Considerations of Our Constitution: The Federalist Papers October 30, 2020
Prologue by Richard A Damron
In furtherance of God’s Kingdom and our government, I am presenting some published historical records of conversation and consideration of the principle or moral value and representation of our Constitution before being ratified, The Federalist Papers. I have taken from this introduction in Wikipedia that I am glad the Bill of Rights was added to our Constitution. It reinforces or strengthens the importance of their meaning to life. And that, given the nature of the power/influence of government over societies, the checks and balances protocol was and may still be needed for preventing some kind of authoritarian control of our government. But, I still like to think of it, mainly, as a way to prevent human error and cause discussion and deliberation. And finally, Alexander Hamilton’s insight of human prosperity as a result of government for and by the people with his words, as I interpret them, ‘(government is) the greatest of all reflections on human nature’. I very much believe in this and have made it part of my work to promote or further God’s Kingdom. The authors of these papers were men who considered their belief in the principles of God as recorded by Humanity would prevail over the struggle of Humanity with good and evil.
The Federalist Papers is a collection of 85 articles and essays written by Alexander Hamilton, James Madison, and John Jay under the collective pseudonym “Publius” to promote the ratification of the United States Constitution. The collection was commonly known as The Federalist until the name The Federalist Papers emerged in the 20th century.
The first 77 of these essays were published serially in the Independent Journal, the New York Packet, and The Daily Advertiser between October 1787 and April 1788. A compilation of these 77 essays and eight others were published in two volumes as The Federalist: A Collection of Essays, Written in Favour of the New Constitution, as Agreed upon by the Federal Convention, September 17, 1787 by publishing firm J. & A. McLean in March and May 1788. The last eight papers (Nos. 78–85) were republished in the New York newspapers between June 14 and August 16, 1788.
The authors of The Federalist intended to influence the voters to ratify the Constitution. In Federalist No. 1, they explicitly set that debate in broad political terms:
It has been frequently remarked, that it seems to have been reserved to the people of this country, by their conduct and example, to decide the important question, whether societies of men are really capable or not, of establishing good government from reflection and choice, or whether they are forever destined to depend, for their political constitutions, on accident and force.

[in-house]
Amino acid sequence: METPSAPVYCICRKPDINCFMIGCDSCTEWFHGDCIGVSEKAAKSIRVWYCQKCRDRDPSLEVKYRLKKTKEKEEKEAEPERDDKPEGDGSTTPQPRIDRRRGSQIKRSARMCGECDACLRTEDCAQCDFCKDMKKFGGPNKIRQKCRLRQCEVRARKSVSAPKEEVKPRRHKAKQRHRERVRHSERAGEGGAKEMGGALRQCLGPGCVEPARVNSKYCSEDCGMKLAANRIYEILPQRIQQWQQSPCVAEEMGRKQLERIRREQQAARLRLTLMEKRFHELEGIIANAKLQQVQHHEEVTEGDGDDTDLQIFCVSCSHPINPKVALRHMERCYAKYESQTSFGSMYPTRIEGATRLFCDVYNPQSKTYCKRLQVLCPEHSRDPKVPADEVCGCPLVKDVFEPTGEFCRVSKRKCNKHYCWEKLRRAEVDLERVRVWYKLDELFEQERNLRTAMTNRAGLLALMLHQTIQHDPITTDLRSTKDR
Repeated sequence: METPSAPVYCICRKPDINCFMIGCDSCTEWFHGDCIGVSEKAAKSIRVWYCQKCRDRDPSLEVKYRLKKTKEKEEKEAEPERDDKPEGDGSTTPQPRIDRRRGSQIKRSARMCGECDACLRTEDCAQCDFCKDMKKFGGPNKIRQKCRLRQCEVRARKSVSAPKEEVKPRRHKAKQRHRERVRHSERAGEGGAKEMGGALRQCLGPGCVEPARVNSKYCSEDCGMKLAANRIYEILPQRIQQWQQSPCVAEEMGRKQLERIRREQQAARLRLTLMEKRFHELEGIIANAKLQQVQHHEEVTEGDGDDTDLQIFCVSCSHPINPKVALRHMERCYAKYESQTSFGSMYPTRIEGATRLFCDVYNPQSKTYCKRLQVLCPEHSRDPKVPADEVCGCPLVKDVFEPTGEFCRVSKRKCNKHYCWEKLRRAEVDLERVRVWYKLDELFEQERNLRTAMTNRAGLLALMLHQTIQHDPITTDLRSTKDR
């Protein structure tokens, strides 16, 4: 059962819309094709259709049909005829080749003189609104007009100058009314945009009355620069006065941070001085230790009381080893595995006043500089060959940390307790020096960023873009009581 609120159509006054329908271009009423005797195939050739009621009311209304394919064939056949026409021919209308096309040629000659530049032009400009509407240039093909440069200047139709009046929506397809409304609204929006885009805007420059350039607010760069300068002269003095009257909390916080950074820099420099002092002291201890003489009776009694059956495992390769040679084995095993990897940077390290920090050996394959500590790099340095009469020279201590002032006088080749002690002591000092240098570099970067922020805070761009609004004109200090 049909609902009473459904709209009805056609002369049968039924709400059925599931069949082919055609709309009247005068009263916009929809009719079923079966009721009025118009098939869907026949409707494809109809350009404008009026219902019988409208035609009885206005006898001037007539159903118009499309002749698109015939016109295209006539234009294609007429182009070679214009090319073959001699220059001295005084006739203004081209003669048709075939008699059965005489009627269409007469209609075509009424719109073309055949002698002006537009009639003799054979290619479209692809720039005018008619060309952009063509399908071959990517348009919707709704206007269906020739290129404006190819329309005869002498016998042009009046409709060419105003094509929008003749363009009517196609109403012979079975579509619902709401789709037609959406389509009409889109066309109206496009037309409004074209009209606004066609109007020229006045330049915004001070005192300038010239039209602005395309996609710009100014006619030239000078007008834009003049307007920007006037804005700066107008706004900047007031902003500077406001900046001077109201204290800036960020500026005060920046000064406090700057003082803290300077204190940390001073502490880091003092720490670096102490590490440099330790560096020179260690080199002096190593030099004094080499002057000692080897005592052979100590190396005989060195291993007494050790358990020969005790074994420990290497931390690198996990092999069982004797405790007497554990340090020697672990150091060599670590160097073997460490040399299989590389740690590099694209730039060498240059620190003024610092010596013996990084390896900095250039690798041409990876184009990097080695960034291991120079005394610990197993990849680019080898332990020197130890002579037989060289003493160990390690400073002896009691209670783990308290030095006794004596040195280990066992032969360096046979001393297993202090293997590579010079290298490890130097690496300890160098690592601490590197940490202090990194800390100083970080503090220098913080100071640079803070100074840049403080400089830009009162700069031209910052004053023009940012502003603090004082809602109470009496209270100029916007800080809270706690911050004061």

Federalist No. 10 is generally regarded[by whom?] as the most important of the 85 articles from a philosophical perspective. In it, Madison discusses the means of preventing rule by majority faction and advocates a large, commercial republic. This is complemented by Federalist No. 14, in which Madison takes the measure of the United States, declares it appropriate for an extended republic, and concludes with a memorable defense of the constitutional and political creativity of the Federal Convention. In Federalist No. 84, Hamilton makes the case that there is no need to amend the Constitution by adding a Bill of Rights, insisting that the various provisions in the proposed Constitution protecting liberty amount to a “bill of rights”. Federalist No. 78, also written by Hamilton, lays the groundwork for the doctrine of judicial review by federal courts of federal legislation or executive acts. Federalist No. 70 presents Hamilton’s case for a one-man chief executive. In Federalist No. 39, Madison presents the clearest exposition of what has come to be called “Federalism”. In Federalist No. 51, Madison distills arguments for checks and balances in an essay often quoted for its justification of government as “the greatest of all reflections on human nature.” According to historian Richard B. Morris, the essays that make up The Federalist Papers are an “incomparable exposition of the Constitution, a classic in political science unsurpassed in both breadth and depth by the product of any later American writer.”
On June 21, 1788, the proposed Constitution was ratified by the minimum of nine states required under Article VII. Towards the end of July 1788, with eleven states having ratified the new Constitution, the process of organizing the new government began.
An Advertisement of The Federalist – Project Gutenberg eText 16960.jpg See w:en:Federalist Papers From The Project Gutenberg EBook of History of the United States by Charles A. Beard and Mary R. Beard http://www.gutenberg.org/etext/16960